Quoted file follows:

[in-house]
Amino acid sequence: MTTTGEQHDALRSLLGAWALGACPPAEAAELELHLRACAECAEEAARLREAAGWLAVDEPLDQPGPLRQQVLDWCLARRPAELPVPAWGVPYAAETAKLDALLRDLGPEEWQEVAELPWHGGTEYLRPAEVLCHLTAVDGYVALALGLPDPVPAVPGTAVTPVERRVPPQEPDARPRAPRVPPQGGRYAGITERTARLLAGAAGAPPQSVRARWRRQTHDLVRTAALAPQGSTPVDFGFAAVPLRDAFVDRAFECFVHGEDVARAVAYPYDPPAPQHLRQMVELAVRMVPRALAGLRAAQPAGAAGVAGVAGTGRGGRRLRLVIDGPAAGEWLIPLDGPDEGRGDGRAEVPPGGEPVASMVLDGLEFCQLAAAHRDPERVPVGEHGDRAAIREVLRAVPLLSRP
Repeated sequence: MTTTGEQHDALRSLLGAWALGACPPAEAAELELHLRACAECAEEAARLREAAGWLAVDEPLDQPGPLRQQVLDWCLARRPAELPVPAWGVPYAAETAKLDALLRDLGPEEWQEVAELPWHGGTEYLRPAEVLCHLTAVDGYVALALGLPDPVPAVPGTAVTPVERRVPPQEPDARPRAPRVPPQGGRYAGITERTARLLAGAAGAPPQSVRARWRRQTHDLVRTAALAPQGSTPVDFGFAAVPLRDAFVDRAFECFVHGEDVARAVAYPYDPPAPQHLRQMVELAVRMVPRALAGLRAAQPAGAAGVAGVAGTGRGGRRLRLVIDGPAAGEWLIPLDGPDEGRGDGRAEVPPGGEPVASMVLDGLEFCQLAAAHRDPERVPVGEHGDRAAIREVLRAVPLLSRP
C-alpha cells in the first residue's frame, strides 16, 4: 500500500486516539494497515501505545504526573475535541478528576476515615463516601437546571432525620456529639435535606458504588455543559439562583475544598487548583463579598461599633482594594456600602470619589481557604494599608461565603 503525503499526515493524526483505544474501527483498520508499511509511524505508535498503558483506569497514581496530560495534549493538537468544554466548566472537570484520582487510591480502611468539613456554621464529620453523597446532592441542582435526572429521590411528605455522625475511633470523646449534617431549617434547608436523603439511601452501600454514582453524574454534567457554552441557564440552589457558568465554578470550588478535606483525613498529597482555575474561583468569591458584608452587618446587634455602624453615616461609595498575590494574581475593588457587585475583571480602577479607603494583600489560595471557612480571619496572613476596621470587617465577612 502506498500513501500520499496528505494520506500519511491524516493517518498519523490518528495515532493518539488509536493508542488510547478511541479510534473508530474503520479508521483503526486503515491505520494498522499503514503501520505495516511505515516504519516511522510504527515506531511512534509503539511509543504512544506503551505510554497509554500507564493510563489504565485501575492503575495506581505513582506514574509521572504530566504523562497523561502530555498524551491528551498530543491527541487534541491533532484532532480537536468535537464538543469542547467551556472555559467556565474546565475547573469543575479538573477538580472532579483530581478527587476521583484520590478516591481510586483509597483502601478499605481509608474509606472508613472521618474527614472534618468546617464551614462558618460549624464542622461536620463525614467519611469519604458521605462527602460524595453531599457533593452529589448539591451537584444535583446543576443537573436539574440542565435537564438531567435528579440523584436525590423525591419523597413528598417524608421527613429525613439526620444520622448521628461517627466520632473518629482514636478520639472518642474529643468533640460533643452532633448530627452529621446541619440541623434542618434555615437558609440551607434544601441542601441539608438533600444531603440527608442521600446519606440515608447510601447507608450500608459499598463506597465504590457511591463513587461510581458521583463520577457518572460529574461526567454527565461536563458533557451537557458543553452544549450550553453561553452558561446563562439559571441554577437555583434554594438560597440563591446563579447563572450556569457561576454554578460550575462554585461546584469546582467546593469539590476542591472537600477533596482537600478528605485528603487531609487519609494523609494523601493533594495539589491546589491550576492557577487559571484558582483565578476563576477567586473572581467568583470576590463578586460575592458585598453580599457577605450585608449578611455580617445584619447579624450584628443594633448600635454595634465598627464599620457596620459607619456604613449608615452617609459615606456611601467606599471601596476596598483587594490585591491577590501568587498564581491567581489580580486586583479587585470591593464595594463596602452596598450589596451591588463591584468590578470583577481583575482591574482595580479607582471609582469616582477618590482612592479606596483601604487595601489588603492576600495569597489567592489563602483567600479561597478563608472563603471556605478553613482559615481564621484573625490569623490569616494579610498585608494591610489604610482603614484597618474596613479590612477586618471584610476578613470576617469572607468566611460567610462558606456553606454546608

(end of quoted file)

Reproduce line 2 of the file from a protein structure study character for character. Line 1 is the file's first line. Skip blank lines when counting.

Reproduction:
Amino acid sequence: MTTTGEQHDALRSLLGAWALGACPPAEAAELELHLRACAECAEEAARLREAAGWLAVDEPLDQPGPLRQQVLDWCLARRPAELPVPAWGVPYAAETAKLDALLRDLGPEEWQEVAELPWHGGTEYLRPAEVLCHLTAVDGYVALALGLPDPVPAVPGTAVTPVERRVPPQEPDARPRAPRVPPQGGRYAGITERTARLLAGAAGAPPQSVRARWRRQTHDLVRTAALAPQGSTPVDFGFAAVPLRDAFVDRAFECFVHGEDVARAVAYPYDPPAPQHLRQMVELAVRMVPRALAGLRAAQPAGAAGVAGVAGTGRGGRRLRLVIDGPAAGEWLIPLDGPDEGRGDGRAEVPPGGEPVASMVLDGLEFCQLAAAHRDPERVPVGEHGDRAAIREVLRAVPLLSRP